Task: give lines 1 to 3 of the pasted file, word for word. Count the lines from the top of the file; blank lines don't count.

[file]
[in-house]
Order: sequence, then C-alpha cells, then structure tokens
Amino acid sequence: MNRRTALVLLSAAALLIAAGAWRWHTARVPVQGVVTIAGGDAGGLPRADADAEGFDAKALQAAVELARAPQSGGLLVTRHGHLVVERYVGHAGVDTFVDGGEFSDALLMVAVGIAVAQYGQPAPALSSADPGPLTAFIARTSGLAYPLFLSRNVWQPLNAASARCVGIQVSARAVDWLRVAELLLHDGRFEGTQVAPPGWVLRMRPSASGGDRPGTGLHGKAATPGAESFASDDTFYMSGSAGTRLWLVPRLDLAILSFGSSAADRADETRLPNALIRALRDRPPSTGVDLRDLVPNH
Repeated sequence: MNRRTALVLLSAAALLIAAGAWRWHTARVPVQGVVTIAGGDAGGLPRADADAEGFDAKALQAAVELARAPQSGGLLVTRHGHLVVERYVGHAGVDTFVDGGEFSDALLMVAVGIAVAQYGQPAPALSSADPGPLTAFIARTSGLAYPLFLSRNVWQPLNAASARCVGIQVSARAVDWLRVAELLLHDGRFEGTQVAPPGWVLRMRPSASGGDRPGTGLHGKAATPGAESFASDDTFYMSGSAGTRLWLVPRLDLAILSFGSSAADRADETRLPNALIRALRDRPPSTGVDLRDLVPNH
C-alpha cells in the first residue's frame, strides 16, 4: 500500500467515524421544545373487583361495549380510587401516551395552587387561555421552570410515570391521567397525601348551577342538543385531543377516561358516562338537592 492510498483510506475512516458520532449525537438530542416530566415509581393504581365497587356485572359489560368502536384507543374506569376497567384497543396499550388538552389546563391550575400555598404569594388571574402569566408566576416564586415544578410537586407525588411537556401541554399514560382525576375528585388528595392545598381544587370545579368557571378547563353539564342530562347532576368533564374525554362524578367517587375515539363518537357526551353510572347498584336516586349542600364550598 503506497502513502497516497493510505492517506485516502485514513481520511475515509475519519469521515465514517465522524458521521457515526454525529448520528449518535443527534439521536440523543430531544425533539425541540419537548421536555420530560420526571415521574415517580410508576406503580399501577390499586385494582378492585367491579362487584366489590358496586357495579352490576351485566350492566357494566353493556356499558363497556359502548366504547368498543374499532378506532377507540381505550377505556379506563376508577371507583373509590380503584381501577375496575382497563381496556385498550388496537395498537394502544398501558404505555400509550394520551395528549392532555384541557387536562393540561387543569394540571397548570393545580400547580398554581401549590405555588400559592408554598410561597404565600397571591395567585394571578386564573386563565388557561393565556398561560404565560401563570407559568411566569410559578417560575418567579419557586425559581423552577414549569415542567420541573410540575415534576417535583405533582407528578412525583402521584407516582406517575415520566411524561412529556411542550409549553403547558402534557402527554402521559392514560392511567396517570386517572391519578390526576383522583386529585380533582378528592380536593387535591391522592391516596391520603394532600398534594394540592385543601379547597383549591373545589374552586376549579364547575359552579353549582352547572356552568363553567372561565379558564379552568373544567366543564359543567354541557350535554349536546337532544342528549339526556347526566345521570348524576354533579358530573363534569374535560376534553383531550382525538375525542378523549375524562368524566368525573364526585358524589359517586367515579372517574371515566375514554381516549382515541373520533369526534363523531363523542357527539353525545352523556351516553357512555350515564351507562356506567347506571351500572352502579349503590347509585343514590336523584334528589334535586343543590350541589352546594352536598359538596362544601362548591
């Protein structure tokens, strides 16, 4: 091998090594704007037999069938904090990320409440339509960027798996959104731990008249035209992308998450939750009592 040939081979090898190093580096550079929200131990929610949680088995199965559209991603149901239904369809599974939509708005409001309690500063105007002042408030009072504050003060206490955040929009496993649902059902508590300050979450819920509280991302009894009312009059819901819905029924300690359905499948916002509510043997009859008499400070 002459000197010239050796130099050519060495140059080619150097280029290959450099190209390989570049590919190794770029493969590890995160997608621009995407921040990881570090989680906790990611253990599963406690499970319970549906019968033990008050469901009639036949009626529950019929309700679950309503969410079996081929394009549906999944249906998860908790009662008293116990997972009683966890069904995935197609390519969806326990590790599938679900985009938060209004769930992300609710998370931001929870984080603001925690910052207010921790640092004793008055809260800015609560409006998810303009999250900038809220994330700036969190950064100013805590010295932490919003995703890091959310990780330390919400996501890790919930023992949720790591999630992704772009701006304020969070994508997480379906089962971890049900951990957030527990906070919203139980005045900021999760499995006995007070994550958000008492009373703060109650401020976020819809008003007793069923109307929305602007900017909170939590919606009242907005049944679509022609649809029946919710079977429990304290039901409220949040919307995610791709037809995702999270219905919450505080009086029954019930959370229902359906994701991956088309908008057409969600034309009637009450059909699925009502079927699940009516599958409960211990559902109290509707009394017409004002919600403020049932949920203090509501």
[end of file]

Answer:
[in-house]
Order: sequence, then C-alpha cells, then structure tokens
Amino acid sequence: MNRRTALVLLSAAALLIAAGAWRWHTARVPVQGVVTIAGGDAGGLPRADADAEGFDAKALQAAVELARAPQSGGLLVTRHGHLVVERYVGHAGVDTFVDGGEFSDALLMVAVGIAVAQYGQPAPALSSADPGPLTAFIARTSGLAYPLFLSRNVWQPLNAASARCVGIQVSARAVDWLRVAELLLHDGRFEGTQVAPPGWVLRMRPSASGGDRPGTGLHGKAATPGAESFASDDTFYMSGSAGTRLWLVPRLDLAILSFGSSAADRADETRLPNALIRALRDRPPSTGVDLRDLVPNH